The U.N. food relief agency joined Haiti's government on Tuesday in appealing for $74 million in additional international aid to help the country's agricultural sector recover from the impact of Hurricane Sandy, which hit the Caribbean nation two weeks ago.
"The recent natural disasters in Haiti require the robust response of the international community to support ongoing Government efforts," Adam Yao, the U.N. Food and Agriculture Organization's (FAO) Senior Emergency Coordinator in Haiti, said in a news release.
The FAO noted that superstorm Sandy had caused serious damage to Haiti's crops, land, livestock, fisheries and rural infrastructures. The storm also killed 60 people and damaged hundreds of homes and farms, leaving more than 600,000 Haitians at risk of food and nutrition insecurity.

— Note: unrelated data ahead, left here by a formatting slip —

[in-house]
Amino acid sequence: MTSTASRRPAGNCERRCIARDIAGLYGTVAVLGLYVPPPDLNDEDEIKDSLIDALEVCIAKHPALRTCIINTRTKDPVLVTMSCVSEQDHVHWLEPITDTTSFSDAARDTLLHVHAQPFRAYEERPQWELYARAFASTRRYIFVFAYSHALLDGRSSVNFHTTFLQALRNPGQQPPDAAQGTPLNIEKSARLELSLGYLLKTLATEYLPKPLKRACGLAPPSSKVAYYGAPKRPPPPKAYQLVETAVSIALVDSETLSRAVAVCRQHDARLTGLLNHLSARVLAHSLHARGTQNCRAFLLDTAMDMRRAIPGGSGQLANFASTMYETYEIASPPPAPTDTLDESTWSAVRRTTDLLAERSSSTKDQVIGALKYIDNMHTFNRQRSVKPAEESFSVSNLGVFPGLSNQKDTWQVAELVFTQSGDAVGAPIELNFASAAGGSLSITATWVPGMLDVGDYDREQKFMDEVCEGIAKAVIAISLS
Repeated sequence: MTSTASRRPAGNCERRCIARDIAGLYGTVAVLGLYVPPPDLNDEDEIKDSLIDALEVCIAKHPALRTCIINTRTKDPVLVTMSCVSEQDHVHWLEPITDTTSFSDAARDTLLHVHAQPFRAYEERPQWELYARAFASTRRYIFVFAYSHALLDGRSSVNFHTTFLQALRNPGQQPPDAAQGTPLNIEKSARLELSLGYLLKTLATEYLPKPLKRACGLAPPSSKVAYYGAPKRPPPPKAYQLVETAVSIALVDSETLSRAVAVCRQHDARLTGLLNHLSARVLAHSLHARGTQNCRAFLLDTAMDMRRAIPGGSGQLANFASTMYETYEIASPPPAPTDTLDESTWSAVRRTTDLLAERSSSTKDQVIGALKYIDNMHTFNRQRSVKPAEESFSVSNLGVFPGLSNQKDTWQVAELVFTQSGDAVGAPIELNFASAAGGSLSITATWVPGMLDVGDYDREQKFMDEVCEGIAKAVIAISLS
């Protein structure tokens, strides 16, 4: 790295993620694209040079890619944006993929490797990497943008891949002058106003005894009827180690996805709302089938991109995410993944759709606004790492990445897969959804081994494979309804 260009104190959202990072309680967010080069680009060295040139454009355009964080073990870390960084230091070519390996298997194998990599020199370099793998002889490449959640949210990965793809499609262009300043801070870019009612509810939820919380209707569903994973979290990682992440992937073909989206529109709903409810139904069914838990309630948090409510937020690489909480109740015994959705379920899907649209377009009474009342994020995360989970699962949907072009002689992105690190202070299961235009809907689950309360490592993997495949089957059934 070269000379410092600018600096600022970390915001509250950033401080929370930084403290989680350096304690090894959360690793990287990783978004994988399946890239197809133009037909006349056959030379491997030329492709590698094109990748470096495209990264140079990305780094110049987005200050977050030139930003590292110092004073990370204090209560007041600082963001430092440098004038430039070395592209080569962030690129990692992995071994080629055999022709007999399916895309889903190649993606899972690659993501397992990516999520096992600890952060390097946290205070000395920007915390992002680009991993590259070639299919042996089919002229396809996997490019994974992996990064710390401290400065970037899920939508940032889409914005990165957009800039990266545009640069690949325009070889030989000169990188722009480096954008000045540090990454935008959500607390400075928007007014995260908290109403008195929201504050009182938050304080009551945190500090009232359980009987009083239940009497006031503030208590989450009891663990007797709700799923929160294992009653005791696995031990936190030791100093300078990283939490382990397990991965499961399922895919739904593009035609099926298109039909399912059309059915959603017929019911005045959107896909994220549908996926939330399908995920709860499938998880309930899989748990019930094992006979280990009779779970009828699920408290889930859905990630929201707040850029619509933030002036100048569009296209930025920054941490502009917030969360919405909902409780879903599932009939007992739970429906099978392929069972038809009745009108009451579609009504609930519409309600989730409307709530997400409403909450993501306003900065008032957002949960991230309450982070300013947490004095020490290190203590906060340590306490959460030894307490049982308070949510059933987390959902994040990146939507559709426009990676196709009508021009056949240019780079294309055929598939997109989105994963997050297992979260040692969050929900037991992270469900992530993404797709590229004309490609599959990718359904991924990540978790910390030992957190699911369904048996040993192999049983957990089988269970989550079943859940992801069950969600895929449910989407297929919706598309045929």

Hurricane Sandy was the third disaster to hit Haiti in recent months. The Caribbean nation was struck by severe drought at the beginning of the critical spring cropping season between May and June. It was followed by Tropical Storm Isaac, which hit the nation in August.
The FAO said the three disasters affected the livelihoods of at least 1.5 million people in Haiti, and added that their combined impact on the agricultural sector has been estimated by the Haitian government at $254 million.
U.N. agencies and partners are currently conducting post-disaster assessments to get a clearer picture of the damage in order to initiate an appropriate response. FAO said it planned to join the U.N. Office for the Coordination of Humanitarian Affairs (OCHA) and the U.N. World Food Program (WFP) in conducting helicopter surveys in regions that are not accessible by road.
Further, the U.N. humanitarian country team, the so-called Donors' Group Supporting Haiti and the country's government are discussing ways to respond to the crisis as well as addressing root causes of the country's vulnerability to recurrent natural disasters.
FAO said its ongoing programs on forestry, livestock production, watershed management and nutrition in Haiti could be upgraded to address the aftermath of Hurricane Sandy if required.
by RTT Staff Writer
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